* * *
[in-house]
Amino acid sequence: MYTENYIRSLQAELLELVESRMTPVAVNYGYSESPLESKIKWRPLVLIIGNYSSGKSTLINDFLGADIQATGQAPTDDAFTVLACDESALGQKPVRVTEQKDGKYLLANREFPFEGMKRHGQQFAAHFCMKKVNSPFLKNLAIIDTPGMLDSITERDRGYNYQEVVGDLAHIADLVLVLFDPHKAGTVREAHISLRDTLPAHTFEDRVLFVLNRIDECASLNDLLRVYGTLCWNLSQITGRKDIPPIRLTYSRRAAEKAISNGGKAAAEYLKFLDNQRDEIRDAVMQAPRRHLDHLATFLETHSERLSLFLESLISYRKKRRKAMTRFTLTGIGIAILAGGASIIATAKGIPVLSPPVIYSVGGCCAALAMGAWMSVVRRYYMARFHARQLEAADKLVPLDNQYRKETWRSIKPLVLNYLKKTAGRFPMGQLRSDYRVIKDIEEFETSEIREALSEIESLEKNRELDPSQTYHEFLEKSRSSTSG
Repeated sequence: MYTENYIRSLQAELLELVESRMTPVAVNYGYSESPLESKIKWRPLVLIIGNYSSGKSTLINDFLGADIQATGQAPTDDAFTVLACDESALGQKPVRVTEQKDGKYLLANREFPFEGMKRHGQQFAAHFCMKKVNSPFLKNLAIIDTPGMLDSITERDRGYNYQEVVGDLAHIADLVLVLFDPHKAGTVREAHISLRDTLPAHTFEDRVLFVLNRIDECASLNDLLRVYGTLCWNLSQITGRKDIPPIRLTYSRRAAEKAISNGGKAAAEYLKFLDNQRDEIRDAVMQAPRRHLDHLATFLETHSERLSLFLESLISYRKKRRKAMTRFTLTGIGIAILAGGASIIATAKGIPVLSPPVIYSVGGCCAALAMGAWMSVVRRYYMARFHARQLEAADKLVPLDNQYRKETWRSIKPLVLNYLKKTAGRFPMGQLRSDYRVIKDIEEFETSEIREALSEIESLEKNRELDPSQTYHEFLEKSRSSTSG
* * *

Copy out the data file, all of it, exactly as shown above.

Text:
[in-house]
Amino acid sequence: MYTENYIRSLQAELLELVESRMTPVAVNYGYSESPLESKIKWRPLVLIIGNYSSGKSTLINDFLGADIQATGQAPTDDAFTVLACDESALGQKPVRVTEQKDGKYLLANREFPFEGMKRHGQQFAAHFCMKKVNSPFLKNLAIIDTPGMLDSITERDRGYNYQEVVGDLAHIADLVLVLFDPHKAGTVREAHISLRDTLPAHTFEDRVLFVLNRIDECASLNDLLRVYGTLCWNLSQITGRKDIPPIRLTYSRRAAEKAISNGGKAAAEYLKFLDNQRDEIRDAVMQAPRRHLDHLATFLETHSERLSLFLESLISYRKKRRKAMTRFTLTGIGIAILAGGASIIATAKGIPVLSPPVIYSVGGCCAALAMGAWMSVVRRYYMARFHARQLEAADKLVPLDNQYRKETWRSIKPLVLNYLKKTAGRFPMGQLRSDYRVIKDIEEFETSEIREALSEIESLEKNRELDPSQTYHEFLEKSRSSTSG
Repeated sequence: MYTENYIRSLQAELLELVESRMTPVAVNYGYSESPLESKIKWRPLVLIIGNYSSGKSTLINDFLGADIQATGQAPTDDAFTVLACDESALGQKPVRVTEQKDGKYLLANREFPFEGMKRHGQQFAAHFCMKKVNSPFLKNLAIIDTPGMLDSITERDRGYNYQEVVGDLAHIADLVLVLFDPHKAGTVREAHISLRDTLPAHTFEDRVLFVLNRIDECASLNDLLRVYGTLCWNLSQITGRKDIPPIRLTYSRRAAEKAISNGGKAAAEYLKFLDNQRDEIRDAVMQAPRRHLDHLATFLETHSERLSLFLESLISYRKKRRKAMTRFTLTGIGIAILAGGASIIATAKGIPVLSPPVIYSVGGCCAALAMGAWMSVVRRYYMARFHARQLEAADKLVPLDNQYRKETWRSIKPLVLNYLKKTAGRFPMGQLRSDYRVIKDIEEFETSEIREALSEIESLEKNRELDPSQTYHEFLEKSRSSTSG